Anyhow, some of the chips used in the video are already multiprotocol and used in many devices like the CC2652. But giving Thread the hype, is really just to put Zigbee to its grave. Thread is almost as old as the roads built by the Romans. :wink: (But nobody used it…)

(Building a new SDK for a chip which has a 2.4GHz antenna that is nothing new.)


Infineon has finally launched its Matter-compatible 802.15.4 chip.

Even Silicon Lab’s next Z-Wave 800 Series PR can’t help but name-drop Matter “futureproofing”, only via their upcoming Unity SDK,

“Additionally, the introduction of our Unify SDK Z-Wave protocol controller will make it easier for developers to futureproof their smart home product designs for multiple protocols, including Matter. Ultimately, the Z-Wave 800 family will help consumers better their homes with longer-lasting devices that require less power consumption – all without sacrificing quality.”

As an aside, not sure low-margin IoT devices will have much luck through the ongoing silicon shortage. Inovelli’s CEO mentioned they’re having enough trouble sourcing 500 series chips; can’t imagine many devices will have access to these latest-generation SoCs next year.

EDIT: SiLabs claims they’ll show off a Z-Wave to Matter bridge come CES 2022,

Silicon Labs will be showcasing a Z-Wave to Matter bridge solution with Unify SDK at the Consumer Electronics Show (CES) 2022.

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That’s great and all, but I haven’t seen an actual company with a z-wave hub commit to acting as a Matter bridge. It’s a bit worrying since multiple Zigbee hubs have announced their plans (Hue, Aqara). Kinda sucks because I like z-wave…


I see you here: the Z-Wave Alliance had been optimistic some of the Z-Wave hub manufacturers would implement bridges, but no takers so far?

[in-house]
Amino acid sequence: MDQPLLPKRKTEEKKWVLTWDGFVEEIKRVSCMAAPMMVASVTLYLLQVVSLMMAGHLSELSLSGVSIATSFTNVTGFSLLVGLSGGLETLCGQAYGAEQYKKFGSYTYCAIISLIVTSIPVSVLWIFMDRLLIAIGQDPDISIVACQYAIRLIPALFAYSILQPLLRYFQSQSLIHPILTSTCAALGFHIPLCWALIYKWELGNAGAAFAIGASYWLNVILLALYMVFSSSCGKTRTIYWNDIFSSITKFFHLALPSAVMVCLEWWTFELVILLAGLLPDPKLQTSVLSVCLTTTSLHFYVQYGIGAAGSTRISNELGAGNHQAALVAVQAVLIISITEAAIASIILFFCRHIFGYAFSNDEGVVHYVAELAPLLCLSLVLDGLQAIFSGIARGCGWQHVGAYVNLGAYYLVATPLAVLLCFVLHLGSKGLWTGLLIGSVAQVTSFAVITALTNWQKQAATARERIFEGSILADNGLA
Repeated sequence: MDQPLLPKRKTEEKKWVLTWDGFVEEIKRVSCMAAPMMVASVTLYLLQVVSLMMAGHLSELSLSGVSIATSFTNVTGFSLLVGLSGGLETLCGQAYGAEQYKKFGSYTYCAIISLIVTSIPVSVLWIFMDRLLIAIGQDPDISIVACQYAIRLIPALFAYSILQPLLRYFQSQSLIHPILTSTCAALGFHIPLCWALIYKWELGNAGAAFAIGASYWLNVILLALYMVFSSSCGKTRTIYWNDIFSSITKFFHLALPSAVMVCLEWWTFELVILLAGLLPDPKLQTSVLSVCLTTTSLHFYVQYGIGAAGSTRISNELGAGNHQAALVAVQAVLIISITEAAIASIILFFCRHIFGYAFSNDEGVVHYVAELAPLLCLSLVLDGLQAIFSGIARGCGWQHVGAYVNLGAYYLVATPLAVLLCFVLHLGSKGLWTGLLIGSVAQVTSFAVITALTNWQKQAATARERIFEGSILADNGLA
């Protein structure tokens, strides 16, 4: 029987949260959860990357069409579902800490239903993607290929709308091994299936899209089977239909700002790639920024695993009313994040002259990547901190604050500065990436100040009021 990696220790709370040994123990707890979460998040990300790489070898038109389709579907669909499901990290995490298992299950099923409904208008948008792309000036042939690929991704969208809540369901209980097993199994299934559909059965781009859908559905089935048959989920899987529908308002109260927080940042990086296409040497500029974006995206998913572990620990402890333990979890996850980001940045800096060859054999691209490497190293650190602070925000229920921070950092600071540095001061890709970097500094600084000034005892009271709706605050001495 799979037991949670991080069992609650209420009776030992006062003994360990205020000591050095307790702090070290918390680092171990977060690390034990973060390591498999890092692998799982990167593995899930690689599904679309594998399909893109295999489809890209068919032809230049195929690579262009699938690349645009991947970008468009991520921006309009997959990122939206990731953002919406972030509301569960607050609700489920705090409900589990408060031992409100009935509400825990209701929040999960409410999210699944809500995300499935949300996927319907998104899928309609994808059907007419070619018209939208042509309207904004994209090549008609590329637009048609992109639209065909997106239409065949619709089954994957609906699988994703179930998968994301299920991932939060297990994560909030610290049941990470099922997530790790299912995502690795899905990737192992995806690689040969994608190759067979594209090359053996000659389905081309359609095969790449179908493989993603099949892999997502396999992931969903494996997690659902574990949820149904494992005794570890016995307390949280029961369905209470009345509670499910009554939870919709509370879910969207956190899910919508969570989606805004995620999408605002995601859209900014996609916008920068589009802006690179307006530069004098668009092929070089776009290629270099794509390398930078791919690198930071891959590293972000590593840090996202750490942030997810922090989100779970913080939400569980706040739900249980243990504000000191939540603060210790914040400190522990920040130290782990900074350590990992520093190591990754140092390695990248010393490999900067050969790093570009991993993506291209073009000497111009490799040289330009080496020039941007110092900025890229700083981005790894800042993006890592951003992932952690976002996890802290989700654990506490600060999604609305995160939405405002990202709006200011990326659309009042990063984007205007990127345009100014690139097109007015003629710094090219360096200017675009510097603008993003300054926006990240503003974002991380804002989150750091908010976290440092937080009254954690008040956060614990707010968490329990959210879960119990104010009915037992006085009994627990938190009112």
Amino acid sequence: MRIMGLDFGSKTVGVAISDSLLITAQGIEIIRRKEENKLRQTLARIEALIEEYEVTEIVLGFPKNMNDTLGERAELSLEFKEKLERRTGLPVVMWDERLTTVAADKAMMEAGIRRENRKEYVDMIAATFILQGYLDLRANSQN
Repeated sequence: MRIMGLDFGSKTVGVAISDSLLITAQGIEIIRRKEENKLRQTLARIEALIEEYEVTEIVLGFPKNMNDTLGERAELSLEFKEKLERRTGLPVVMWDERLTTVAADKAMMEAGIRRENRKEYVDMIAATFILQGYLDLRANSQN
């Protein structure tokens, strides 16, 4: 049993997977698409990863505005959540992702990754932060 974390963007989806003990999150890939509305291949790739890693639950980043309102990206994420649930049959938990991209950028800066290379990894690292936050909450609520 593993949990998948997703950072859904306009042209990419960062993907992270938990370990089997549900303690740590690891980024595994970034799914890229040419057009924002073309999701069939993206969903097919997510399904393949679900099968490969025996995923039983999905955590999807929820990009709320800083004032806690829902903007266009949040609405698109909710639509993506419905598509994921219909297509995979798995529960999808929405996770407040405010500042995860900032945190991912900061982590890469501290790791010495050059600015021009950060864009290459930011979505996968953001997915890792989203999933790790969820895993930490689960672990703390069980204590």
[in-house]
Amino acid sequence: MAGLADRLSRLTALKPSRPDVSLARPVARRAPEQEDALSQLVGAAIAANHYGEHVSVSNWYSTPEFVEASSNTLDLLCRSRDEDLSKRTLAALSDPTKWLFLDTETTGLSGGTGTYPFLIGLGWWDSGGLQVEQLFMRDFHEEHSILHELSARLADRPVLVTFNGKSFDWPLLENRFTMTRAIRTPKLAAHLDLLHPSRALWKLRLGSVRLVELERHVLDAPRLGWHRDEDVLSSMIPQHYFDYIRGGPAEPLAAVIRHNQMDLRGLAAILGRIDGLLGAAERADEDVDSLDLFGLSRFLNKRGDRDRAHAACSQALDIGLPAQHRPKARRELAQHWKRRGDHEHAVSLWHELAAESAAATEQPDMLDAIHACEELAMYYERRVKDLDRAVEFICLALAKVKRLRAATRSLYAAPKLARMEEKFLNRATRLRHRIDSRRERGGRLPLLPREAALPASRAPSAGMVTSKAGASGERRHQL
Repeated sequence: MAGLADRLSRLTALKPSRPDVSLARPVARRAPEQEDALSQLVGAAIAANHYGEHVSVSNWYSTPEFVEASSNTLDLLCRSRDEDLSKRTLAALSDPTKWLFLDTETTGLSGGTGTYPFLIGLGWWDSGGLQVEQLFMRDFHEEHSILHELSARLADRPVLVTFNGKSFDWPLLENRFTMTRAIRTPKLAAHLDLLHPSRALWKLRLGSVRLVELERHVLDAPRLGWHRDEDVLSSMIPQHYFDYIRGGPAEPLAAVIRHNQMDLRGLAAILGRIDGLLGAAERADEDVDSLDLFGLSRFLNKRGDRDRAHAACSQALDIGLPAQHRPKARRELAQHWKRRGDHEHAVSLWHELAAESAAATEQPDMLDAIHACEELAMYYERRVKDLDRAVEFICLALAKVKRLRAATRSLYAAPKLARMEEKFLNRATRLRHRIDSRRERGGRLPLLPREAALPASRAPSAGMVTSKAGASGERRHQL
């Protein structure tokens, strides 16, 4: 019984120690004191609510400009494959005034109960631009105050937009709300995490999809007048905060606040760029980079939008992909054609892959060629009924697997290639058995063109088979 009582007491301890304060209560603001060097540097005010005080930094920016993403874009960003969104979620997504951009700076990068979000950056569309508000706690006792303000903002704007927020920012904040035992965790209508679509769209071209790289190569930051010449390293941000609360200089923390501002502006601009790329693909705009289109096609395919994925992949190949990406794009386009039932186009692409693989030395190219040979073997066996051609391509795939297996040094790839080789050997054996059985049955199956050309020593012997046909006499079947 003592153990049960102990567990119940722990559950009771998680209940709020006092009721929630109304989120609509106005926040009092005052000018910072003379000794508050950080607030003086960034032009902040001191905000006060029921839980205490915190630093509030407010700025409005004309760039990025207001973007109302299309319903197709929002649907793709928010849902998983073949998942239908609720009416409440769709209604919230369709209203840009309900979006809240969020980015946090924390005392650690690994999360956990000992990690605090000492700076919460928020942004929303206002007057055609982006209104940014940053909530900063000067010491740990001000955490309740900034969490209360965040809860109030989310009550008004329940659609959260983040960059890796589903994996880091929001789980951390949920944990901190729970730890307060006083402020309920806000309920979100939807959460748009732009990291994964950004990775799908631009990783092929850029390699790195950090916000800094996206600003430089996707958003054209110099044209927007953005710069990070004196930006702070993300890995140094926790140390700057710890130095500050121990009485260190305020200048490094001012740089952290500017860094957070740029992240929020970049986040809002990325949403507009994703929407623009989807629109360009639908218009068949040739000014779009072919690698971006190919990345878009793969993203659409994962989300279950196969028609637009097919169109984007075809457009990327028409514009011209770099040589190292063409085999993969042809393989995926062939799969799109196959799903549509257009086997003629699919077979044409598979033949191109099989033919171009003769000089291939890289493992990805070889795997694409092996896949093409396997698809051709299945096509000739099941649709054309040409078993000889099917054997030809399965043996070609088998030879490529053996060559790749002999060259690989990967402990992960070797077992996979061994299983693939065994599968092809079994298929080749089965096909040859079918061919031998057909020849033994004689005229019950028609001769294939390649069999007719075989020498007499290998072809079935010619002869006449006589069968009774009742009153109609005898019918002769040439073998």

That leaves us to edge devices, the cloud, or no bridges at all. So SiLabs, Z-Wave Alliance, and Espressif have noted there are three possible bridge types:

  1. At the gateway
  2. At an edge device (e.g., a thermostat, camera, etc.)
  3. In the cloud

If the SmartThings Hub isn’t doing #1 within the Hub or #3 in the ST cloud, perhaps Samsung expects third parties to produce an external gateway accessory (#1) and / or edge devices with Z-Wave bridges (#2) to percolate in the indefinite future? Or nothing?

For #2, Z-Wave devices use the edge device as the hub, so if ST wants to lift a finger for us here, they’d make that transition easier or if not, a lot of excluding & including are still expected.

Shu Chen, Espressif Senior Engineering Manager: “A Bridge may also contain native Matter functionality, for example, it may itself be a smart Thermostat having both Wi-Fi and Zigbee connection. The Thermostat is native Matter functionality, it is capable of sending heating and/or cooling requirement notifications to a heating/cooling unit. While the other endpoints represent the Bridged Devices.”

Mitch Klein, executive director, Z-Wave Alliance and director of strategic partnerships at Silicon Labs: “Matter requires a border router or bridge to connect a Thread device to a Wi-Fi device, and we will similarly see bridges into Z-Wave on Matter. How this bridging will be deployed will depend on the manufacturers. Bridging may be deployed on a gateway, an edge device, or in the cloud. All options will be available as the various working groups establish the necessary APIs and requisite roadmaps for the future.”